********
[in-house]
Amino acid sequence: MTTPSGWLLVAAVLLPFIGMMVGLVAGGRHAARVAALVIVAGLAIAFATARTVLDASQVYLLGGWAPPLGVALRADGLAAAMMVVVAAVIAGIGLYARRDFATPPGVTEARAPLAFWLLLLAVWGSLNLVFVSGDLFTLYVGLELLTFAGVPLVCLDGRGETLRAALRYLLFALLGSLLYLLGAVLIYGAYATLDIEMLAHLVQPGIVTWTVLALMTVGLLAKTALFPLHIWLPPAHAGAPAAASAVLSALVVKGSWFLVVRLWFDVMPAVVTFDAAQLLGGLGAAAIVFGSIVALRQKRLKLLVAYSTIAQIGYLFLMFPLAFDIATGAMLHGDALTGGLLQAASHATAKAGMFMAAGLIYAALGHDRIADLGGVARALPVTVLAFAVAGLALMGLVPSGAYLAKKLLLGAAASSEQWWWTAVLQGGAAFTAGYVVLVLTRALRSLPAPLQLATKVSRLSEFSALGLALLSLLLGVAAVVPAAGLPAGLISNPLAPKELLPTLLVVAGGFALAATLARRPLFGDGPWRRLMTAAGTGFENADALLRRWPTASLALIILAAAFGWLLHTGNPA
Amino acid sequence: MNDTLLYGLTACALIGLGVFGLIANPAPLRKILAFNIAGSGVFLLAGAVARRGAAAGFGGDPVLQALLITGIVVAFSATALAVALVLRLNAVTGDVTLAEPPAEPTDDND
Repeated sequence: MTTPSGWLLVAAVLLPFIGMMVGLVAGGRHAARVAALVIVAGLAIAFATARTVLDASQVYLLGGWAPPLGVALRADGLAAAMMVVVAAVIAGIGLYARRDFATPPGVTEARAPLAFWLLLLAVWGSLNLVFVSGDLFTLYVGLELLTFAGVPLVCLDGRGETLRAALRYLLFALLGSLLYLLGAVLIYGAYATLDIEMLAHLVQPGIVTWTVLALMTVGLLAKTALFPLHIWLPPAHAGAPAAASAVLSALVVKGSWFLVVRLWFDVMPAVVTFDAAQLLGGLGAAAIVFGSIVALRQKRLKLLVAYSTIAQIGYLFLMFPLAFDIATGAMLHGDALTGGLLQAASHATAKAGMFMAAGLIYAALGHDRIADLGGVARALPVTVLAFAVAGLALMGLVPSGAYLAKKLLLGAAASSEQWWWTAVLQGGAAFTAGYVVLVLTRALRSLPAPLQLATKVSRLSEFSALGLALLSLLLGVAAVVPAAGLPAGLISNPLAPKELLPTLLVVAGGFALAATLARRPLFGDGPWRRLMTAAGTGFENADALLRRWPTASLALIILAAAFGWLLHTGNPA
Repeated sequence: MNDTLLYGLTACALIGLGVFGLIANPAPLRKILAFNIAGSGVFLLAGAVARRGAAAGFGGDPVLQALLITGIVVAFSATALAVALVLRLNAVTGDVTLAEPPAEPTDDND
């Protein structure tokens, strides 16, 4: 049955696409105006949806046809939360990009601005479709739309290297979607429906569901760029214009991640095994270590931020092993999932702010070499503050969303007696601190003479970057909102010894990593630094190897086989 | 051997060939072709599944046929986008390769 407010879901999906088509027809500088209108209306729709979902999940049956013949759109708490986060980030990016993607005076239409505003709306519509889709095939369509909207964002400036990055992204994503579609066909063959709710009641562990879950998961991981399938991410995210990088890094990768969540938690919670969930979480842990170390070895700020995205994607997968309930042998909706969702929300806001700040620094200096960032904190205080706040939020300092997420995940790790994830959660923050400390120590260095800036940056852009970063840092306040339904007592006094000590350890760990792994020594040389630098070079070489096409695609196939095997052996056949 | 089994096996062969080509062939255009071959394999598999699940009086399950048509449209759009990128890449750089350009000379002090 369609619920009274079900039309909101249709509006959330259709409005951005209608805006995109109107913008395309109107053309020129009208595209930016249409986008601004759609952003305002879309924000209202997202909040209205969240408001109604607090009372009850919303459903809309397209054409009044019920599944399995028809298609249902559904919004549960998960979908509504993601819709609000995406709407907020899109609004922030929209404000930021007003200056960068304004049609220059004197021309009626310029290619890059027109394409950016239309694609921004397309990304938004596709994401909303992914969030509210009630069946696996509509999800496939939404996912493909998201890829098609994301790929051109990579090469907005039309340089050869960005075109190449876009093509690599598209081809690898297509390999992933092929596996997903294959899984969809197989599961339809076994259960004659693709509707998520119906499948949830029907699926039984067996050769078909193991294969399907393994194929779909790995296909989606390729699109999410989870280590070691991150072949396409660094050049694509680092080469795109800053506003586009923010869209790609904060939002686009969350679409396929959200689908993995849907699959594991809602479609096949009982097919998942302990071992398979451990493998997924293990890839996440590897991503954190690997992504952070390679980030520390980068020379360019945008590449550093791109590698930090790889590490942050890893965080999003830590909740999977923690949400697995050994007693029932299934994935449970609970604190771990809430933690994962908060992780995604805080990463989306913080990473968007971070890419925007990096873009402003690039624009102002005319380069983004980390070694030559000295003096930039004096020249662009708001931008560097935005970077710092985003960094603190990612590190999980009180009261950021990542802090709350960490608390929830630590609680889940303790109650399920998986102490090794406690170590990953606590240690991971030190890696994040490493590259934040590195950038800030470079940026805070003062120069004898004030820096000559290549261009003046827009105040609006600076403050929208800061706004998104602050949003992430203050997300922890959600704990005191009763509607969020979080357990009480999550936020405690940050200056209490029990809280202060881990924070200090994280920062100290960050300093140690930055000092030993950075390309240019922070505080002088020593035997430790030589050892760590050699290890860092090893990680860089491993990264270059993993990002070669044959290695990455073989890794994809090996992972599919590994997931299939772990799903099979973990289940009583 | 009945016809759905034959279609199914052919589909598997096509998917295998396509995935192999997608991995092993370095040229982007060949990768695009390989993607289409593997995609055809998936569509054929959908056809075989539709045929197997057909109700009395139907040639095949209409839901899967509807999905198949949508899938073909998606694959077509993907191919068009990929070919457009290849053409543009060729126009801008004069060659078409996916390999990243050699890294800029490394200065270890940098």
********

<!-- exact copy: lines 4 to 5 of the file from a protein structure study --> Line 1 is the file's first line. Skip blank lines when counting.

Repeated sequence: MTTPSGWLLVAAVLLPFIGMMVGLVAGGRHAARVAALVIVAGLAIAFATARTVLDASQVYLLGGWAPPLGVALRADGLAAAMMVVVAAVIAGIGLYARRDFATPPGVTEARAPLAFWLLLLAVWGSLNLVFVSGDLFTLYVGLELLTFAGVPLVCLDGRGETLRAALRYLLFALLGSLLYLLGAVLIYGAYATLDIEMLAHLVQPGIVTWTVLALMTVGLLAKTALFPLHIWLPPAHAGAPAAASAVLSALVVKGSWFLVVRLWFDVMPAVVTFDAAQLLGGLGAAAIVFGSIVALRQKRLKLLVAYSTIAQIGYLFLMFPLAFDIATGAMLHGDALTGGLLQAASHATAKAGMFMAAGLIYAALGHDRIADLGGVARALPVTVLAFAVAGLALMGLVPSGAYLAKKLLLGAAASSEQWWWTAVLQGGAAFTAGYVVLVLTRALRSLPAPLQLATKVSRLSEFSALGLALLSLLLGVAAVVPAAGLPAGLISNPLAPKELLPTLLVVAGGFALAATLARRPLFGDGPWRRLMTAAGTGFENADALLRRWPTASLALIILAAAFGWLLHTGNPA
Repeated sequence: MNDTLLYGLTACALIGLGVFGLIANPAPLRKILAFNIAGSGVFLLAGAVARRGAAAGFGGDPVLQALLITGIVVAFSATALAVALVLRLNAVTGDVTLAEPPAEPTDDND